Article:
On June 22, 2015, U.S. Supreme Court ruled against the inventor of a Spiderman toy who claimed that a 50-year-old precedent barred him from collecting the royalties he was entitled to. The court declared collection of post-patent royalty as unlawful and upheld the precedent set by Brulotte vs. Thys Co. (1964). The inventor of the Spiderman toy, Stephen Kimble, attempted to overturn the decision that has prevented numerous inventors from collecting royalties after their patent had expired.
History of the Case
In 1991, Kimble obtained a patent for his invention of a toy that shoots foam from the palm of the hand. In 1997, Kimble sued Marvel Entertainment for patent infringement and claimed that the company illegally used his idea to create the Web Blaster toy. After years of legal dispute, Marvel settled the case in by obtaining the patent for $500,000.00 and giving Kimble a 3% royalty on product sales made after December 31, 2000.
Later in 2008, Kimble filed a suit for breach of settlement because he disagreed with Marvel over the amount of royalty he would receive. Marvel countered the suit, claiming that the royalty payments to the inventor would stop when the patent expired in 2010 even though the agreement did not have an end date. Marvel sought a declaratory judgment confirming that the company would not need to pay royalties after Kimble’s patent term. The court approved Marvel’s judgment due to the precedent set by Brulotte v Thys Co.
Kimble attempted to appeal the decision by trying to overturn the ruling of Brulotte v Thys Co. He argued that inability to collect royalties beyond the patent term hurt could suppress innovation and harm the economy.
The Precedent in Question
In the case of Brulotte v Thys Co., Brulotte purchased a crop-harvesting machine from Thys Co. and accepted a licensing agreement that required him to pay royalties to the company based on the amount of crops harvested. Brulotte stopped paying royalties to Thys Co. when he realized that the patent had expired. The parties disagreed over the inventor’s collection of royalties and took the battle all the way to the Supreme Court. Brulotte argued that Thys Co. misused the patent by extending the licensing agreement past the expiration date of the patent.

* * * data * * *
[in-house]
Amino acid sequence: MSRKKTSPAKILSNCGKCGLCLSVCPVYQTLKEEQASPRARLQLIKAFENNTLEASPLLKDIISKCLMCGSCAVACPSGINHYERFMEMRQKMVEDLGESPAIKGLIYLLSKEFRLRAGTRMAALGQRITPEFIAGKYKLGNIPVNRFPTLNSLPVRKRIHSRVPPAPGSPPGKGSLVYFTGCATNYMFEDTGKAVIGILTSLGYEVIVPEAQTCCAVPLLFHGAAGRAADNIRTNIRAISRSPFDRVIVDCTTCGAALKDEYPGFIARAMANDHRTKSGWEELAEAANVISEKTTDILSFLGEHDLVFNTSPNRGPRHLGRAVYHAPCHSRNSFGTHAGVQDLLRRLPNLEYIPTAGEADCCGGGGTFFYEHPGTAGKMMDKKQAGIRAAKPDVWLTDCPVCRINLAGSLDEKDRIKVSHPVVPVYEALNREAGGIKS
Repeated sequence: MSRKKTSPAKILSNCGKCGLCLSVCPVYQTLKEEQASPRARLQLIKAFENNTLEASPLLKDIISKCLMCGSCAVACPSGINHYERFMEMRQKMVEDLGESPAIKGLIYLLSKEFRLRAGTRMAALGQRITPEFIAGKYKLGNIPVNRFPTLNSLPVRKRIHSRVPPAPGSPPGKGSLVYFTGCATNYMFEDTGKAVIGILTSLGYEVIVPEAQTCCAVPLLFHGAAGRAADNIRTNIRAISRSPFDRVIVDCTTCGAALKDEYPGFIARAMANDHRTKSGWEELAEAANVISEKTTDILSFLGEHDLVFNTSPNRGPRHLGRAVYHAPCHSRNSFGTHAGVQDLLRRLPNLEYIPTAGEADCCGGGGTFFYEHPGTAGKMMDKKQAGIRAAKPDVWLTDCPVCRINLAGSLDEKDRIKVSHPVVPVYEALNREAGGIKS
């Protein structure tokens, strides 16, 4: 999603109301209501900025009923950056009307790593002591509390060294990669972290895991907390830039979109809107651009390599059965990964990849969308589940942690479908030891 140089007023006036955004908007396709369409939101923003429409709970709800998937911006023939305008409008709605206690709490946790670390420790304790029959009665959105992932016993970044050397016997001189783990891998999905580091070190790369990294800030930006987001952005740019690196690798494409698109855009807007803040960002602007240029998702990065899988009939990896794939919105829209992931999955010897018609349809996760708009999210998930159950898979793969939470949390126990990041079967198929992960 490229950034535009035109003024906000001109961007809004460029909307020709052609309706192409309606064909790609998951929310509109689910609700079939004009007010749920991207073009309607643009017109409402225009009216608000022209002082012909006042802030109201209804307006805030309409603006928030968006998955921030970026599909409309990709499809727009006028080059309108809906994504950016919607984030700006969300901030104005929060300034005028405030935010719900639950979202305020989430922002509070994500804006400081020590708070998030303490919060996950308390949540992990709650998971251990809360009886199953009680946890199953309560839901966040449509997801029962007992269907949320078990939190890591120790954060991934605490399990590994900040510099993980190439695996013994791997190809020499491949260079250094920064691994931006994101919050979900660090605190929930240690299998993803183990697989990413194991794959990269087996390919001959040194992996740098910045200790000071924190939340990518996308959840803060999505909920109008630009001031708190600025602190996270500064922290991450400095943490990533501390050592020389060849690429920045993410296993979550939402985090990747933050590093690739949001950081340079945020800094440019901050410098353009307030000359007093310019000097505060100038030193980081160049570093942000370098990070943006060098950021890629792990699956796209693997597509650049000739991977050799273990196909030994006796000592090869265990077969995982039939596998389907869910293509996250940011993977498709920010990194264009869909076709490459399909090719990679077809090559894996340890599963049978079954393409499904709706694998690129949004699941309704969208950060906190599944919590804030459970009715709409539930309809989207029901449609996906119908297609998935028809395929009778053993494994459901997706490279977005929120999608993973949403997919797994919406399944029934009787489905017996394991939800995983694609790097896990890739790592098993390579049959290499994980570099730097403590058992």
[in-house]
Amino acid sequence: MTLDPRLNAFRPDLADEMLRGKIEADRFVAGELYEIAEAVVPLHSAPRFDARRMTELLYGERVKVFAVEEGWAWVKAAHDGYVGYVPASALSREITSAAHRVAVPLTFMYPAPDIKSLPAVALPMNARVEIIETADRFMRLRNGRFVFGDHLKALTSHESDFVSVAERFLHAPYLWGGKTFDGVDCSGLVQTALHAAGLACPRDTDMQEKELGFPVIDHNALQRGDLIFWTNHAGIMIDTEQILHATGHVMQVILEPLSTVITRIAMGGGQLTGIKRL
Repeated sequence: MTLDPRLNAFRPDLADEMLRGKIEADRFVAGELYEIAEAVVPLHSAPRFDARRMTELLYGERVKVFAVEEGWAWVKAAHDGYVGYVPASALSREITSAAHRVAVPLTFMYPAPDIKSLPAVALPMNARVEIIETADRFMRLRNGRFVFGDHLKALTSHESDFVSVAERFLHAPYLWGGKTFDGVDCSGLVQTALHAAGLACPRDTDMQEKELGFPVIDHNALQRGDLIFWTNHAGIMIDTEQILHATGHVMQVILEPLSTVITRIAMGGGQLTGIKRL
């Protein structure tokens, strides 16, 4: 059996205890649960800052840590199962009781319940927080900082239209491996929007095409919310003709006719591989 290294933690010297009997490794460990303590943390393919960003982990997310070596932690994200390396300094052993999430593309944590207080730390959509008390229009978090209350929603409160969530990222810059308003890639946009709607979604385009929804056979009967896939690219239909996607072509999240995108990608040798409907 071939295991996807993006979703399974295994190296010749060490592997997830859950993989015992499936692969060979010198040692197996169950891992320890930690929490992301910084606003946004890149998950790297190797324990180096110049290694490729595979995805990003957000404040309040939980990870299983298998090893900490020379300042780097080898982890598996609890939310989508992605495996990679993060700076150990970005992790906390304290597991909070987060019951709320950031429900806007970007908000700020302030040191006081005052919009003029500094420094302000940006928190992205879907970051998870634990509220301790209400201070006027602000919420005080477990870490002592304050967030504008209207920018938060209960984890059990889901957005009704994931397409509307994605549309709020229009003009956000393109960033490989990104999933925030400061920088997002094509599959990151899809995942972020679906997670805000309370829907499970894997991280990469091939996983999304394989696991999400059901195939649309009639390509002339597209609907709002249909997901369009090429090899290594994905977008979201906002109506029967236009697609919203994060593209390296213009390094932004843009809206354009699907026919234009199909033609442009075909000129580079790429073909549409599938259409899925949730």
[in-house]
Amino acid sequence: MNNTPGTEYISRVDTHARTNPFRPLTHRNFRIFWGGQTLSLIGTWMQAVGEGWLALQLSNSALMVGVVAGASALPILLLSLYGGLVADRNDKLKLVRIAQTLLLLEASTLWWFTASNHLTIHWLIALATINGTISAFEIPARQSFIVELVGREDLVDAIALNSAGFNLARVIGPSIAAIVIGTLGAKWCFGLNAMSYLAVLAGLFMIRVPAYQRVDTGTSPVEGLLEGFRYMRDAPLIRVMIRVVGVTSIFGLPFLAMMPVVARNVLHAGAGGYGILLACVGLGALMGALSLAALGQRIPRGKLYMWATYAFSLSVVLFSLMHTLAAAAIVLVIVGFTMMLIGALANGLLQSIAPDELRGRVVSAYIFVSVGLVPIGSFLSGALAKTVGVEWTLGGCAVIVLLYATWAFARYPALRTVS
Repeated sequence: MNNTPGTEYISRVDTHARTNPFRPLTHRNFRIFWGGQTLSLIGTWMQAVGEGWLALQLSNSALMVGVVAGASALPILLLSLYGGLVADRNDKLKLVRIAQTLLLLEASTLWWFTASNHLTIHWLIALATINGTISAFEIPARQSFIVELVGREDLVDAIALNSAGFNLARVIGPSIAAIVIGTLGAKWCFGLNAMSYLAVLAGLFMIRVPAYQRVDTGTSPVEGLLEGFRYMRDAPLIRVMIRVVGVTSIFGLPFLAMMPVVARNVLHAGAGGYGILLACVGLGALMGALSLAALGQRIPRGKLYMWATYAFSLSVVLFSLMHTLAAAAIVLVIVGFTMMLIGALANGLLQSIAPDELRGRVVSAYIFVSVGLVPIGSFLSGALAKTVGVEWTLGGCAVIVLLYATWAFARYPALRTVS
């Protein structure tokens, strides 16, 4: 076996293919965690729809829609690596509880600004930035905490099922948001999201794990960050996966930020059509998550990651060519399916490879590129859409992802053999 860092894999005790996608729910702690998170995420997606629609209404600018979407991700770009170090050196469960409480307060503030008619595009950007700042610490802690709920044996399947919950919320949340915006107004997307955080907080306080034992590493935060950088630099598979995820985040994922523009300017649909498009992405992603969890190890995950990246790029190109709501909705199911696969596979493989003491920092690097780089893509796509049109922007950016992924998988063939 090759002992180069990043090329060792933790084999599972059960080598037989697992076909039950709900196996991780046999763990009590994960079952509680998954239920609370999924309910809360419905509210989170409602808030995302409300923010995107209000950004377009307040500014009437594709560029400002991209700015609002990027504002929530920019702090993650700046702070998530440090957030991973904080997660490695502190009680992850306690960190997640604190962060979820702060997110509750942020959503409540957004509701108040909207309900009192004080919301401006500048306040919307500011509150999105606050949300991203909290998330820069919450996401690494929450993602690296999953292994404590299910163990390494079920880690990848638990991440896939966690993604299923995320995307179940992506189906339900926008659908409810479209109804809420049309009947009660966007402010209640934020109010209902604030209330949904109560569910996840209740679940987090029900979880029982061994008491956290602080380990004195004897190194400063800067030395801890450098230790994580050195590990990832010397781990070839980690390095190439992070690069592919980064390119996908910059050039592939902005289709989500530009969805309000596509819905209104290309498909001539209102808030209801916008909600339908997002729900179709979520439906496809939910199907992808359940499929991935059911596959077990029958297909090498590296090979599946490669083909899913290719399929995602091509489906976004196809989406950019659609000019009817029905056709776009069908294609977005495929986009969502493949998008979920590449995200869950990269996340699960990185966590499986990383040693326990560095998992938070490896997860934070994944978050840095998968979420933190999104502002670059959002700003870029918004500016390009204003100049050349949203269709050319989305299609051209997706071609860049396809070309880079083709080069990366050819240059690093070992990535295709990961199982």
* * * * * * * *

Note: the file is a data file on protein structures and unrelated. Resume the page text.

The Court ruled that royalty provisions in patent licensing agreements are not enforceable beyond a patent’s expiration date. As a patent holder, Thys Co. has the exclusive right to make, sell, and use the invention, but those rights become public property after the 17-year expiration date.
The Supreme Court defended the previous decision and ruled that Kimble did not provide “special justification” or enough evidence of economic harm to overturn the precedent. After the date of expiration on a patent, the rights to the invention become public property. Therefore, contracts that restrict public access to formerly patented inventions are not enforceable by the law. Furthermore, Brulotte v Thys Co. prevents royalties on expired patents, but it does not prevent other methods that achieve similar results such as royalty payments tied to non-patented rights.
Justice Kagan wrote the majority opinion of the ruling to uphold the precedent. Kagan expressed that the ruling was done reluctantly and stated in the opinion, “overruling a precedent is never a small matter and respecting stare decisis means sticking to some wrong decisions.” The Supreme Court generally uses the principle of “stare decisis” when deciding on the overruling of a precedent. This means that the Supreme Court will favor the precedent because it promotes stability of the law.
Collecting post-patent royalty is unlawful and conflicts with laws regarding expiration dates. The court held that a patent holder is unable to charge royalties for the use of his or her inventions after its patent term has ended.
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